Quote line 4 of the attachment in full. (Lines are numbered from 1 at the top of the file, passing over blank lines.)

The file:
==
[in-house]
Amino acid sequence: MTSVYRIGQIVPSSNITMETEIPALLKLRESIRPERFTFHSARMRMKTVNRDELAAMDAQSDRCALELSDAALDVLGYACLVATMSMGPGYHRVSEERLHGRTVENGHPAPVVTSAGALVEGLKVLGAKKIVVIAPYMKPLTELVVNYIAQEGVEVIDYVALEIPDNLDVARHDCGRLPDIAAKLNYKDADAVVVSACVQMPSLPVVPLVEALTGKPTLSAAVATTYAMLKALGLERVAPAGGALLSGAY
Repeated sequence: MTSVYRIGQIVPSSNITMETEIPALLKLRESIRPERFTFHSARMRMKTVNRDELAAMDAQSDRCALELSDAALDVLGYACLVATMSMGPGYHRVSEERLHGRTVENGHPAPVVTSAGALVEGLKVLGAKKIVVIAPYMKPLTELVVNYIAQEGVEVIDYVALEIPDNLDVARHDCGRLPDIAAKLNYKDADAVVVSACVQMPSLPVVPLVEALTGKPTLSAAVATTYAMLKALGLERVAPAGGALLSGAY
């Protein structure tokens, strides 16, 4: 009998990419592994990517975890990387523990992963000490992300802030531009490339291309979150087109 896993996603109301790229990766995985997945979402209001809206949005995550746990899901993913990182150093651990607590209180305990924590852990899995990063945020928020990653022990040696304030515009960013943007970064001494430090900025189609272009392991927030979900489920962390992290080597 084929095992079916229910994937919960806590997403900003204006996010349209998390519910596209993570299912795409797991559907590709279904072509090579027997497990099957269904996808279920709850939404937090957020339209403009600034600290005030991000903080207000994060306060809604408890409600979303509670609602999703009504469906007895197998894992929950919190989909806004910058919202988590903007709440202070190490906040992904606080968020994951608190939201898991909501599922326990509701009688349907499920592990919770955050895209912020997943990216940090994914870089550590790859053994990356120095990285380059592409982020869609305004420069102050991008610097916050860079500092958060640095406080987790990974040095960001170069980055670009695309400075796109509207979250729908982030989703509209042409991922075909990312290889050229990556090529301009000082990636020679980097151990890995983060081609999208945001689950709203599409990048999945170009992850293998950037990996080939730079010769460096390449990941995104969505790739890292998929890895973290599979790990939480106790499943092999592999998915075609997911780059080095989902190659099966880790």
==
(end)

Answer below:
């Protein structure tokens, strides 16, 4: 009998990419592994990517975890990387523990992963000490992300802030531009490339291309979150087109 896993996603109301790229990766995985997945979402209001809206949005995550746990899901993913990182150093651990607590209180305990924590852990899995990063945020928020990653022990040696304030515009960013943007970064001494430090900025189609272009392991927030979900489920962390992290080597 084929095992079916229910994937919960806590997403900003204006996010349209998390519910596209993570299912795409797991559907590709279904072509090579027997497990099957269904996808279920709850939404937090957020339209403009600034600290005030991000903080207000994060306060809604408890409600979303509670609602999703009504469906007895197998894992929950919190989909806004910058919202988590903007709440202070190490906040992904606080968020994951608190939201898991909501599922326990509701009688349907499920592990919770955050895209912020997943990216940090994914870089550590790859053994990356120095990285380059592409982020869609305004420069102050991008610097916050860079500092958060640095406080987790990974040095960001170069980055670009695309400075796109509207979250729908982030989703509209042409991922075909990312290889050229990556090529301009000082990636020679980097151990890995983060081609999208945001689950709203599409990048999945170009992850293998950037990996080939730079010769460096390449990941995104969505790739890292998929890895973290599979790990939480106790499943092999592999998915075609997911780059080095989902190659099966880790």